Title: The Immortal Rules
Author: Julie Kagawa
Source: Received through NetGalley in exchange for an honest review
In a future world, Vampires reign. Humans are blood cattle. And one girl will search for the key to save humanity.
Allison Sekemoto survives in the Fringe, the outermost circle of a vampire city. By day, she and her crew scavenge for food. By night, any one of them could be eaten.
Some days, all that drives Allie is her hatred of them. The vampires who keep humans as blood cattle. Until the night Allie herself is attacked—and given the ultimate choice. Die or become one of the monsters.
Faced with her own mortality, Allie becomes what she despises most. To survive, she must learn the rules of being immortal, including the most important: go long enough without human blood, and you will go mad.
Then Allie is forced to flee into the unknown, outside her city walls. There she joins a ragged band of humans who are seeking a legend—a possible cure to the disease that killed off most of humankind and created the rabids, the mindless creatures who threaten humans and vampires alike.
But it isn’t easy to pass for human. Especially not around Zeke, who might see past the monster inside her. And Allie soon must decide what—and who—is worth dying for.
The Immortal Rules is the first book in the Blood of Eden series by Julie Kagawa. It's a young adult dystopian novel about vampires. The setting is in the future – the year not revealed. It's been 60 years since the plague wiped out most of the population. Allie lives in a vampire city and must scrounge around for her own food in order to survive, as well as live in abandoned buildings, because she refuses to be food for the vampires. After some tragic events happen, Allie is turned into a vampire and finds out just how hard it is to keep her humanity.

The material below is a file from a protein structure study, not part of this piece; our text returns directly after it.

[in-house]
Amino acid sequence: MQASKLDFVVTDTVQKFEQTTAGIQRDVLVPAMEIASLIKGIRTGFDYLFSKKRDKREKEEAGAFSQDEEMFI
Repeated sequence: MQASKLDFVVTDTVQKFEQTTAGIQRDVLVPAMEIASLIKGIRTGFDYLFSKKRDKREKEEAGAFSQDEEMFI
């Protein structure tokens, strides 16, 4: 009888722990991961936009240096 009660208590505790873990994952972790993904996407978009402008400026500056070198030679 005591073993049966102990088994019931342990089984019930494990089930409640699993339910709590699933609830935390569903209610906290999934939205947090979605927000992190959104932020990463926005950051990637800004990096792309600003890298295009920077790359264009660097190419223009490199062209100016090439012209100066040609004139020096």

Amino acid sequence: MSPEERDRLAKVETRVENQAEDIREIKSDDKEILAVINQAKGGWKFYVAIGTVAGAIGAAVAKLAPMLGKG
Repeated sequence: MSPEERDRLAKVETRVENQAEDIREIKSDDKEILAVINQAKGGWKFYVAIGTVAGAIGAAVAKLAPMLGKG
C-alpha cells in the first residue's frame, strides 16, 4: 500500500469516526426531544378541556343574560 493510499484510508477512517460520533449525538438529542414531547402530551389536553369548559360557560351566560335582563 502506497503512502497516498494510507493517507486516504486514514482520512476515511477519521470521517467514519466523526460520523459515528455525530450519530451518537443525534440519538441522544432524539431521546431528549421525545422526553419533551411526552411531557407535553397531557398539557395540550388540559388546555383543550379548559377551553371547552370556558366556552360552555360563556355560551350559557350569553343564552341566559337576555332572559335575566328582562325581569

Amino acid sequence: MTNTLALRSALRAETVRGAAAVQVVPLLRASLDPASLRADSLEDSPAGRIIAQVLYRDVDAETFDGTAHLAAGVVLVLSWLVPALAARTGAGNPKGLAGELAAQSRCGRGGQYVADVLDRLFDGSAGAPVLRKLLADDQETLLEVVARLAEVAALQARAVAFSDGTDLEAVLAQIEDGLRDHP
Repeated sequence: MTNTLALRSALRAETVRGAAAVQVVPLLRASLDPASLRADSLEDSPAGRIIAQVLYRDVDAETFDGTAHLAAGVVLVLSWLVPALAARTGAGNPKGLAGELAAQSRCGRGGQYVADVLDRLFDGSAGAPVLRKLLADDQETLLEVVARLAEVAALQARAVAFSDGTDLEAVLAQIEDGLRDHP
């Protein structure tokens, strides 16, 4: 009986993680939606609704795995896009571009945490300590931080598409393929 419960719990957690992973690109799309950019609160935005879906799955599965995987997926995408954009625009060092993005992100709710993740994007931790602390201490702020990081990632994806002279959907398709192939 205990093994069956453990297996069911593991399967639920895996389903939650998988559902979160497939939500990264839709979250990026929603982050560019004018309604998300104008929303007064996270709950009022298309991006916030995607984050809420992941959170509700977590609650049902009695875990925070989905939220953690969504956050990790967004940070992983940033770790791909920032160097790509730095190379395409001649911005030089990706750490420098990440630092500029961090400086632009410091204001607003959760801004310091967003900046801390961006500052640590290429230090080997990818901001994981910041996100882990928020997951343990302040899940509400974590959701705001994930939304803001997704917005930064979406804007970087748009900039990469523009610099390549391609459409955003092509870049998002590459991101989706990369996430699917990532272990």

I have to admit, that to me this book was just ok. It wasn't badly written or anything, but it was pretty slow and a little too long. The whole book pretty much revolved around Allie trying to survive the struggles that stand in her way. I couldn't connect with Allie – I didn't think she was all that likeable. She was actually more likeable as a vampire than as a human. I also didn't feel that Allie really connected to any of the other characters in the book – there was potential with Zeke, but I didn't quite feel it.
There were also some things that didn't add up. People have been scrounging for food for the past 60 years since most of the population has died. Somehow they are still able to find food in abandoned homes and buildings. You would think it would be gone by now, not to mention make you sick if you ate it. Also, Allie often digs a hole in the ground to sleep in during the day to stay out of the sun – but it is never mentioned about her looking filthy. You would think that she would be caked in dirt/mud. The humans that she is around for much of the book don't seem to notice that she looks like she just crawled out of the ground.
The world building was good, I will give it that. It was interesting to read about the world during this time period. I actually hoped for a romance between Allie and Kanin, her maker. I suppose that maybe there is a possibility in the next book – I haven't decided if I will read it or not. I realize that my opinion isn't going to be a very popular one. Most readers seem to thoroughly enjoy this book. It just wasn't for me. I think I will give Julie Kagawa's Iron Fey series a try. Maybe it will be more my style.
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